Bring hope to rural Africa  


“Like a jewel in the lap of Africa”
Tanzania is the largest country in East Africa. It borders; Kenya, Uganda, Rwanda, Burundi, D.R Congo, Zambia, Malawi and Mozambique. It is a land of geographical extremes. The highest peak is Mount Kilimanjaro, while the lowest point is Lake Tanganyika and a portion of Lake Victoria. The Zanzibar Coastal Islands are located on the Indian Ocean and include Unguja, Pemba, and Tumbatu. The people of Tanzania are beautiful and kind. Prayerfully consider joining us! If you have any other questions about taking a mission trip, please contact us. If you have medical questions not addressed below, please contact your local physician.
VISA’s are required ($100). It is best to apply in the US before arriving, but it is possible to get a VISA when you land.

The primary airlines that fly in and out of Tanzania are Delta/KLM & Qatar/Ethiopian.

The form of government in Tanzania is a Republic. Tanzania is a developing country and suffers from corruption on every level.
The form of currency is the Tanzanian Shilling (TZS). There are 5 notes and 6 coins (10,000; 5,000; 2000; 1000; 500 notes). There are ATM’s available; however, be sure you have only a 4 digit code to use your card.
The spoken language is Kiswahili (Swahili); however, English is used in business and many tourist locations. Arabic is used in the Zanzibar Islands and there are many local languages; there are 120 tribes – each have their own language. “Mzungu” is Swahili for “white” person or foreigner. If you are working, you will often hear “Pole na kazi” which means, “Sorry, you have to work.” The answer should be either “Asante” (“thank you”) or “Hapana” (“no”). These should be used only when you need to make a point as when you are shopping and a local vendor will not leave you alone. “Shikamoo” is a respectful greeting to an elder or superior (“I hold your feet”). “Marahaba” is a response meaning, “thank you for respecting me.” On the Islands they use this response: “chei- chei.”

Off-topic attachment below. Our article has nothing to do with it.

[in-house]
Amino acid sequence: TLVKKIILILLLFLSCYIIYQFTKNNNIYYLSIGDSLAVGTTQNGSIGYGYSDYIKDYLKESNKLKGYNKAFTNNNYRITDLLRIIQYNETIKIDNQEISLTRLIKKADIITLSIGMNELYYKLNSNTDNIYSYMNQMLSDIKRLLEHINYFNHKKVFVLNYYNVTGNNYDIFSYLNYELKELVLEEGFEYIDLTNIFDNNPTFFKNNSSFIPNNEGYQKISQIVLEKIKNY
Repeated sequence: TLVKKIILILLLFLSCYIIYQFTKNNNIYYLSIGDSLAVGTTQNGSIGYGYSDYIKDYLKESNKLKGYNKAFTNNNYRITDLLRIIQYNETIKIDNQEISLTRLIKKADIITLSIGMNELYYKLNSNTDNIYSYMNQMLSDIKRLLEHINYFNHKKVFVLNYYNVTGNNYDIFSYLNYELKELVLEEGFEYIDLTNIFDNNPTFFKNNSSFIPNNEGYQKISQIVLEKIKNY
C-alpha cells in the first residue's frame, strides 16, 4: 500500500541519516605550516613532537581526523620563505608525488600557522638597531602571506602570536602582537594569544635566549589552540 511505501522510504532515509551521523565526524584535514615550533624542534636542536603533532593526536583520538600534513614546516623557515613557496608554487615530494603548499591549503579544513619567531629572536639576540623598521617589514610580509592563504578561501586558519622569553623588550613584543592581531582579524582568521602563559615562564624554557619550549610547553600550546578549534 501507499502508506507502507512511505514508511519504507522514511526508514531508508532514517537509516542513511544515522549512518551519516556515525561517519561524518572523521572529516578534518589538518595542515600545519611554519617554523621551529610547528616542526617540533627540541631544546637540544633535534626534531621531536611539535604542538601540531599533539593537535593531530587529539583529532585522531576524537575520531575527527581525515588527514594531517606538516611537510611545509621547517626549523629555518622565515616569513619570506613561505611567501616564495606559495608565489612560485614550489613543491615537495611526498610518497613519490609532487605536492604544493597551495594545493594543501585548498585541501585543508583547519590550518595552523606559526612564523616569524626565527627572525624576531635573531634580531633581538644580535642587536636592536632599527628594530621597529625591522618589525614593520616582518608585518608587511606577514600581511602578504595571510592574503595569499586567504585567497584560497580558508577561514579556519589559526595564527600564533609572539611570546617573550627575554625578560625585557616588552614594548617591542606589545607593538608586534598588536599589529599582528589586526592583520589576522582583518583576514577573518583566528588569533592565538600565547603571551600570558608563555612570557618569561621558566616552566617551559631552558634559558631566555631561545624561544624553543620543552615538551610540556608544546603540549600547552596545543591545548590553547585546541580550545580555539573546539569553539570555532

27% Protestant/31% Catholic, 36%Islamic, 2% Animist. Zanzibar is 98% Islamic and 2% Christian.

Africa Time: “appointments are flexible and you can arrive as you please!” Sunrise to Sunset almost year round (6AM-6PM).

Time Zone: UTC + 3. The Zanzibar Coastal Islands use Arabic time: 3PM is 9AM (subtract 6 hours from western time).

Hot and Humid in low lying areas such as Zanzibar Islands, Tanga and Dar es Salaam. Hot days to cool nights in the north such as Arusha, Olirobi. There are no discernable seasons such as fall and spring only wet and dry seasons. There are two rainy seasons: Short rains “Mango Rains” late October to December and the long rains March to May. The very best times to be in Tanzania June to August except if you are looking for a great Safari. January and February are the best for the Serengeti for animals in great numbers like the famous wilderbeast migration, but it is the worst for heat.
Dress modest to respect the culture. Kanga is a brightly colored cloth women wear and use for many things. It can be purchased easily to cover up.
230 V 50 hertz (the power is not always working)